What A Pain In The A$$: The Truth About Sciatica

In my experience, sciatica may just be the most misunderstood condition I have encountered. To understand sciatica, we need a quick dive into anatomy first. The term “sciatica” refers to pain along the path of the sciatic nerve. The sciatic nerve is a critical nerve that starts in your glute and goes down the backside of your thigh until it gets to your knee, where it splits and changes names. So “sciatica” is pain that starts in your glute and travels down the back of your leg. Sciatica often gets confused with low back pain with radicular symptoms. This pain is located in the low back and radiates down into the calf or foot. At this point, you may be thinking, why is this a big deal? It sounds close enough; does it even matter?

This distinction matters; because it can significantly alter what a provider will do for treatment. Most people mistake their radiating low back pain for sciatica. Sciatica is a hip problem; radiating low back pain is a spinal problem. Treatment for sciatica will first focus on decreasing pain and sensitivity of the sciatic nerve and piriformis muscle. Re-establishing mobility (especially rotation and extension) of the hip, increasing the lateral stability of the hip, and lastly, increasing the strength of the hip flexors and extensors come afterward. Treatment for radiating low back pain will differ. The first step will be to decrease the pain and sensitivity of the affected nerve root. Once that is accomplished, the patient must then be able to stabilize the low first, and then we can work on increasing the mobility of the spine. The last step will be to address movement patterns, most importantly hinging and squatting. Now, this is an article about sciatica, so if what was described sounds like something you are dealing with, let us talk about what to do about it.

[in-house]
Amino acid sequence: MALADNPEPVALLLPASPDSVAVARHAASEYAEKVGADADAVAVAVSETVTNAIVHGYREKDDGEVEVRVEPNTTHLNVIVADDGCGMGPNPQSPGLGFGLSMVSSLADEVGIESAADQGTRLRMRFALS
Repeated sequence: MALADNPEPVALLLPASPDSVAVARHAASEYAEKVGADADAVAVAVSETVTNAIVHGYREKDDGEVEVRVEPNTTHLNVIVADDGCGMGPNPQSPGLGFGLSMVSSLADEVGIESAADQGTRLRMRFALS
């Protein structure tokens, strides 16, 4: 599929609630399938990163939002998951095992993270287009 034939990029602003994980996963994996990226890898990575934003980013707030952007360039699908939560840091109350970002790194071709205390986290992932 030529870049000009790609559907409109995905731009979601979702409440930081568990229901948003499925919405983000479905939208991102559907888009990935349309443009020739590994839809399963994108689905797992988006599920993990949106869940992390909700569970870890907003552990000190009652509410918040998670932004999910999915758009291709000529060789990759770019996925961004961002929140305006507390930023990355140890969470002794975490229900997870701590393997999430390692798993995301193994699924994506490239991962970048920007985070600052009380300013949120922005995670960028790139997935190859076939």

The first treatment step with sciatica is to decrease pain and sensitivity. You will need a chiropractor or another manual therapist to do some of these. The hip joint can be adjusted, which relieves tension and increases motion in the hip capsule and the supporting musculature. Myofascial decompression, or cupping, is placed on the affected glute while lengthening the tissues to decrease the sensitivity of the sciatic nerve. Myofascial release methods further reduce tension and sensitivity and improve mobility. One of my favorite self-care myofascial release methods uses a lacrosse ball. Sit with the affected glute on the lacrosse ball, then cross that leg over the other. Roll around on the ball for about 30 seconds. The relief will be noticeable.

Once pain and sensitivity are more tolerable, re-establishing mobility and stability of the hip need to come next. Rotation of the hip is typically the most restricted motion. My favorite hip rotation drills are the hip shift and the seated figure 4 stretch. The lateral stability of the hip needs to get addressed as well. Lateral stability prevents your body from falling over when you stand on one leg, like walking and running. Single leg exercises such and Romanian deadlifts on one leg and single leg glute bridges are excellent.

By going through the steps outlined above, you will see significant improvement in your sciatica symptoms. Sciatica treatment often falters right from the get-go. You need to know what you are treating to have effective treatment. Radiating low back pain is not the same as sciatica. If you or someone you know has been dealing with sciatica that isn’t going away, reassessing your symptoms is a great place to start. If you do have sciatica and not something else, follow the steps outlined above or seek help so you can start moving and feeling better.

Dr. Michael Powell

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